A law on lustration should target not only former KGB employees and Communist party functionaries, but also those who have been cooperating with Russian state structures since the collapse of the Soviet Union in 1991, an influential non-governmental group with close ties to the Saakashvili’s administration said.
Liberty Institute unveiled its blueprint of the law on lustration on February 21, which proposes to oblige Georgian politicians and officials to make any past links with Russian officials public.
“I will put it very bluntly; for example: if any representative of any political party in Georgia talks with Mr. Modest Kolerov [the Russian presidential administration official in charge of regional relations] about, for example, Georgia’s neutrality, [this representative of a Georgian party] is obliged to make public statement about it: when this meeting took place and what was discussed at the meeting,” Akaki Minashvili, Executive Director of Liberty Institute said.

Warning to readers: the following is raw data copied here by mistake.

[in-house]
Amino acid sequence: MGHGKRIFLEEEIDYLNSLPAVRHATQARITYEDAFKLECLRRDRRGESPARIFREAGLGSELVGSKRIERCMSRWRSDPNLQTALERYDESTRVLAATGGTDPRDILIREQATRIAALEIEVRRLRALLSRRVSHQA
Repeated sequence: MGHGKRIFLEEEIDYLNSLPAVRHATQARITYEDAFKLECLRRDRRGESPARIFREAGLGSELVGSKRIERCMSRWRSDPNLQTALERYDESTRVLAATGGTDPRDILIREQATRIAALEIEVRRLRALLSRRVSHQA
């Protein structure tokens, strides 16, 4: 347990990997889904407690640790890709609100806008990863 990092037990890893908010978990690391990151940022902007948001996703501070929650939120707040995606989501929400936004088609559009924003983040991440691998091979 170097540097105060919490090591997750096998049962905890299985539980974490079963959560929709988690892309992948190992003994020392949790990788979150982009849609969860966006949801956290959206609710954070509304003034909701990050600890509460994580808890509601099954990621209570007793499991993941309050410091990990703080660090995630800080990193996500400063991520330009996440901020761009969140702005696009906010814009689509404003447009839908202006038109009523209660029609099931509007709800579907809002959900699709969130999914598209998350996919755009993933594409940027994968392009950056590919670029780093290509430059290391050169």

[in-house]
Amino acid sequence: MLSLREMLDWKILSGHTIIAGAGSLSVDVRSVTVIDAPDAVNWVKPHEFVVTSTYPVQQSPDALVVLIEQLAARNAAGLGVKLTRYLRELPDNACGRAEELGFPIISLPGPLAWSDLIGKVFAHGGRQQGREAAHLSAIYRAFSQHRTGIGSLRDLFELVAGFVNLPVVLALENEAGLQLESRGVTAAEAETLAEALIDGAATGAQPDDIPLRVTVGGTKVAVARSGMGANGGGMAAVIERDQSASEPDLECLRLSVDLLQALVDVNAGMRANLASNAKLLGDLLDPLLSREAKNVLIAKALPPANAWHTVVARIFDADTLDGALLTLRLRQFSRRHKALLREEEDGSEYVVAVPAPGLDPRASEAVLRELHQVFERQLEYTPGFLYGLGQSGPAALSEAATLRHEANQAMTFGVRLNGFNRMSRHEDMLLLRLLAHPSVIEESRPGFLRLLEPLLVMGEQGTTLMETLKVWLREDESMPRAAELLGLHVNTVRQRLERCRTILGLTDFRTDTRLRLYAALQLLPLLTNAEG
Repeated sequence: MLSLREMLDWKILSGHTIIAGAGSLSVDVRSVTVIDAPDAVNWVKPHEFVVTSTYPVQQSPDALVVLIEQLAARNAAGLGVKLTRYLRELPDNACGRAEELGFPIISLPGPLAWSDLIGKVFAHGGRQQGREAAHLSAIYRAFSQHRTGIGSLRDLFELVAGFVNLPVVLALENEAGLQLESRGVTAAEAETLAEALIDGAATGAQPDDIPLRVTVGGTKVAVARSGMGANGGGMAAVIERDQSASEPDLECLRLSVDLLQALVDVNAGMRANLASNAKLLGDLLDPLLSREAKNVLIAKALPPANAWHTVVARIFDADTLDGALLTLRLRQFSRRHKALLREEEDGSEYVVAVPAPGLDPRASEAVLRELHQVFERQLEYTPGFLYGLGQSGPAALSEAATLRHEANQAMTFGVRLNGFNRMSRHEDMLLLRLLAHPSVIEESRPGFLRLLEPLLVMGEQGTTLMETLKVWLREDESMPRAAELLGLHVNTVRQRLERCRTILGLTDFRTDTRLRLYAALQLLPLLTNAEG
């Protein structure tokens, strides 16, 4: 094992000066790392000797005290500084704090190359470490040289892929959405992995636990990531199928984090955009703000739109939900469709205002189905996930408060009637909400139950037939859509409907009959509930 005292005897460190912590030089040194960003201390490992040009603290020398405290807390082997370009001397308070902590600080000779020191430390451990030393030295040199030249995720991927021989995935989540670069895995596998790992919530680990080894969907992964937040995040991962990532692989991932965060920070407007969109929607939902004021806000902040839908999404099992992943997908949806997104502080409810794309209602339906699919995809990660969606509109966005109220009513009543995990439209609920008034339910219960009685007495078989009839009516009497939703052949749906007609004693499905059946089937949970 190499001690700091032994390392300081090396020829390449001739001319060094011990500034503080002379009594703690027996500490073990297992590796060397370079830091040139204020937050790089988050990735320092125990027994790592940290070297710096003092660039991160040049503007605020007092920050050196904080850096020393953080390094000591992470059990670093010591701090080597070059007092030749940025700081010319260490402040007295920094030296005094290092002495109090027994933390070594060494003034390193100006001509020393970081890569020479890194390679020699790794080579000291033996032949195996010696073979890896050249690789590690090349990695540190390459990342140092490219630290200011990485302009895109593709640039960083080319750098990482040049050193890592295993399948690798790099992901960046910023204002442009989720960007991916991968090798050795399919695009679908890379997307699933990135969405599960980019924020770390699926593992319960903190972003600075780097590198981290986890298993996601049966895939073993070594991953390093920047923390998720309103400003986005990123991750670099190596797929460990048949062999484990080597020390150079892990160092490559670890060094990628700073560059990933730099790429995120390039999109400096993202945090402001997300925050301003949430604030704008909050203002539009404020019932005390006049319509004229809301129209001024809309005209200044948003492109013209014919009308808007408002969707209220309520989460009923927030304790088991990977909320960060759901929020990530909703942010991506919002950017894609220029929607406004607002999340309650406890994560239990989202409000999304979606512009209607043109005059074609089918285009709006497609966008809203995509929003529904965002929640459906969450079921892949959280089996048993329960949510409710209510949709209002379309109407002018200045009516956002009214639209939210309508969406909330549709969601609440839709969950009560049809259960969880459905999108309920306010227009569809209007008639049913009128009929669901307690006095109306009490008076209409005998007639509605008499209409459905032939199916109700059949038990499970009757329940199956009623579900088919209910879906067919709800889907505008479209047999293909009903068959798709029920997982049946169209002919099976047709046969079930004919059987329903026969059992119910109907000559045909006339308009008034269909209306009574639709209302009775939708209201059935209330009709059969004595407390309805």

The Liberty Institutes initiative follows a decision of the ruling majority in the Georgian Parliament to turn down an opposition-sponsored draft law on lustration that would exclude former Communist Party functionaries and officers of and collaborators of the ex-Soviet secret service KGB from serving in Georgian state structures.
Lawmakers from the ruling National Movement party argued that the proposed draft law would have been ineffective.
Opposition lawmakers claim that the Liberty Institute initiative is a tactical move by the authorities aimed to draw out the process of adopting a lustration law.
Civil.Ge © 2001-2008